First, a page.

FAQs

Over 16,000 people are employed directly or indirectly around the coast, working on over 2,000 registered fishing vessels, in over 160 seafood processing businesses and in 278 aquaculture production units, according to the State's sea fisheries development body Bord Iascaigh Mhara (BIM).

All activities that are concerned with growing, catching, processing or transporting fish are part of the commercial fishing industry, the development of which is overseen by BIM. Recreational fishing, as in angling at sea or inland, is the responsibility of Inland Fisheries Ireland.

The Irish fishing industry is valued at 1.22 billion euro in gross domestic product (GDP), according to 2019 figures issued by BIM. Only 179 of Ireland's 2,000 vessels are over 18 metres in length. Where does Irish commercially caught fish come from? Irish fish and shellfish is caught or cultivated within the 200-mile exclusive economic zone (EEZ), but Irish fishing grounds are part of the common EU "blue" pond. Commercial fishing is regulated under the terms of the EU Common Fisheries Policy (CFP), initiated in 1983 and with ten-yearly reviews.

The total value of seafood landed into Irish ports was 424 million euro in 2019, according to BIM. High value landings identified in 2019 were haddock, hake, monkfish and megrim. Irish vessels also land into foreign ports, while non-Irish vessels land into Irish ports, principally Castletownbere, Co Cork, and Killybegs, Co Donegal.

There are a number of different methods for catching fish, with technological advances meaning skippers have detailed real time information at their disposal. Fisheries are classified as inshore, midwater, pelagic or deep water. Inshore targets species close to shore and in depths of up to 200 metres, and may include trawling and gillnetting and long-lining. Trawling is regarded as "active", while "passive" or less environmentally harmful fishing methods include use of gill nets, long lines, traps and pots. Pelagic fisheries focus on species which swim close to the surface and up to depths of 200 metres, including migratory mackerel, and tuna, and methods for catching include pair trawling, purse seining, trolling and longlining. Midwater fisheries target species at depths of around 200 metres, using trawling, longlining and jigging. Deepwater fisheries mainly use trawling for species which are found at depths of over 600 metres.

There are several segments for different catching methods in the registered Irish fleet – the largest segment being polyvalent or multi-purpose vessels using several types of gear which may be active and passive. The polyvalent segment ranges from small inshore vessels engaged in netting and potting to medium and larger vessels targeting whitefish, pelagic (herring, mackerel, horse mackerel and blue whiting) species and bivalve molluscs. The refrigerated seawater (RSW) pelagic segment is engaged mainly in fishing for herring, mackerel, horse mackerel and blue whiting only. The beam trawling segment focuses on flatfish such as sole and plaice. The aquaculture segment is exclusively for managing, developing and servicing fish farming areas and can collect spat from wild mussel stocks.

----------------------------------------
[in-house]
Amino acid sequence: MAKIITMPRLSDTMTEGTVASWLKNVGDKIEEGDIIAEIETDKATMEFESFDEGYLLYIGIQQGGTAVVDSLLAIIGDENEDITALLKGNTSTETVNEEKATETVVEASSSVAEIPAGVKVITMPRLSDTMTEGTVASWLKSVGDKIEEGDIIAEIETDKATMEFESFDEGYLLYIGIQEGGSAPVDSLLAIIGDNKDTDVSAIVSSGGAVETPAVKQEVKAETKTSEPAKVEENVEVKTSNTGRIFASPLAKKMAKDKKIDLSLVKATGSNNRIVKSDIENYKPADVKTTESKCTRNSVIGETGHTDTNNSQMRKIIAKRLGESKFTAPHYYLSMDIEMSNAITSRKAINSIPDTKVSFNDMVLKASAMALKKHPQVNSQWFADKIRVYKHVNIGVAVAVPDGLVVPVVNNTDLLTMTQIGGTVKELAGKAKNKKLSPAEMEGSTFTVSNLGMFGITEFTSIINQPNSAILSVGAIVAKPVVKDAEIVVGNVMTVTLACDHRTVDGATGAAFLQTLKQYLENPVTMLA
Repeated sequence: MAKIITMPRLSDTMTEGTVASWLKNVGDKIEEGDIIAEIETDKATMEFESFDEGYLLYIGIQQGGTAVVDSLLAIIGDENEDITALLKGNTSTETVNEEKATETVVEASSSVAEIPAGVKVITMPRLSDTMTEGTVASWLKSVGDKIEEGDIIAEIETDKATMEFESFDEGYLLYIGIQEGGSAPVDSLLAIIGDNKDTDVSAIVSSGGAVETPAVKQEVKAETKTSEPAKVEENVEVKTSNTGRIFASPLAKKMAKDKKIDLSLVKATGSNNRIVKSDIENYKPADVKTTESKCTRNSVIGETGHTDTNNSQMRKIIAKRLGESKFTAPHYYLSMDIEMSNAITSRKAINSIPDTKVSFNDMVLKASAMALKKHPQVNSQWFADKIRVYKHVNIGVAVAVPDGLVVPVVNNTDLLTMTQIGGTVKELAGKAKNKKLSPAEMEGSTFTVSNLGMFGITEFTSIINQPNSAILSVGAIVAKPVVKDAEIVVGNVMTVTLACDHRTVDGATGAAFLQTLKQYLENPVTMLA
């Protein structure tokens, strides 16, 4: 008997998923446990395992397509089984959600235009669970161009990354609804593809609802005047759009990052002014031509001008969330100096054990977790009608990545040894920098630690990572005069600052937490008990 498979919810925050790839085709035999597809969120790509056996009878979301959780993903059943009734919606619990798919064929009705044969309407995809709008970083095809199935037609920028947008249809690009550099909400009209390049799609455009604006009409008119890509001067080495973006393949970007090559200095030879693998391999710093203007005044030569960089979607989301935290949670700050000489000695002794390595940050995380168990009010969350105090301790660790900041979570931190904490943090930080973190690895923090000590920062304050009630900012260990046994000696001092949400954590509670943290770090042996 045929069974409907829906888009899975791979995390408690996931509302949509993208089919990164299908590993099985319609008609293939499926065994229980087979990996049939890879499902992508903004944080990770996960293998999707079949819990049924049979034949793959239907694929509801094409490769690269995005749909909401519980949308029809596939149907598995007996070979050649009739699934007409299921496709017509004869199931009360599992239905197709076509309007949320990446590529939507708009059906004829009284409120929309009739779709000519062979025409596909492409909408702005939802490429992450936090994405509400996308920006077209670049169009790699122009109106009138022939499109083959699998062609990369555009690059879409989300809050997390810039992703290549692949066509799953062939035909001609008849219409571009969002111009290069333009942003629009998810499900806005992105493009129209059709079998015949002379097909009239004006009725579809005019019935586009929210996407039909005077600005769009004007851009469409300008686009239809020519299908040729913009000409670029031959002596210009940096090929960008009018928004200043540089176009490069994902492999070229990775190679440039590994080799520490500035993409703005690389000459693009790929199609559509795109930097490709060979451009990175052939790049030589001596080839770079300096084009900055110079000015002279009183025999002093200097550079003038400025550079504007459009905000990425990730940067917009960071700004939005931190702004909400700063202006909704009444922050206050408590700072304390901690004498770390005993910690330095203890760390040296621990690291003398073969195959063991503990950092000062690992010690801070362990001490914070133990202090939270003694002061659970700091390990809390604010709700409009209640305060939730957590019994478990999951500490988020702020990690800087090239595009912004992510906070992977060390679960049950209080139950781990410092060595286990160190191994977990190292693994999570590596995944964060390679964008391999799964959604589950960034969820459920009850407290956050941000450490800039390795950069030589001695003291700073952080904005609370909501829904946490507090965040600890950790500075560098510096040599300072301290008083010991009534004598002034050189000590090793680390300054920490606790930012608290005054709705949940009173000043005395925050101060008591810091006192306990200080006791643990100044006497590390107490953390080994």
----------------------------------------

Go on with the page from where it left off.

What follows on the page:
The top 20 species landed by value in 2019 were mackerel (78 million euro); Dublin Bay prawn (59 million euro); horse mackerel (17 million euro); monkfish (17 million euro); brown crab (16 million euro); hake (11 million euro); blue whiting (10 million euro); megrim (10 million euro); haddock (9 million euro); tuna (7 million euro); scallop (6 million euro); whelk (5 million euro); whiting (4 million euro); sprat (3 million euro); herring (3 million euro); lobster (2 million euro); turbot (2 million euro); cod (2 million euro); boarfish (2 million euro).

Ireland has approximately 220 million acres of marine territory, rich in marine biodiversity. A marine biodiversity scheme under Ireland's operational programme, which is co-funded by the European Maritime and Fisheries Fund and the Government, aims to reduce the impact of fisheries and aquaculture on the marine environment, including avoidance and reduction of unwanted catch.

EU fisheries ministers hold an annual pre-Christmas council in Brussels to decide on total allowable catches and quotas for the following year. This is based on advice from scientific bodies such as the International Council for the Exploration of the Sea. In Ireland's case, the State's Marine Institute publishes an annual "stock book" which provides the most up to date stock status and scientific advice on over 60 fish stocks exploited by the Irish fleet. Total allowable catches are supplemented by various technical measures to control effort, such as the size of net mesh for various species.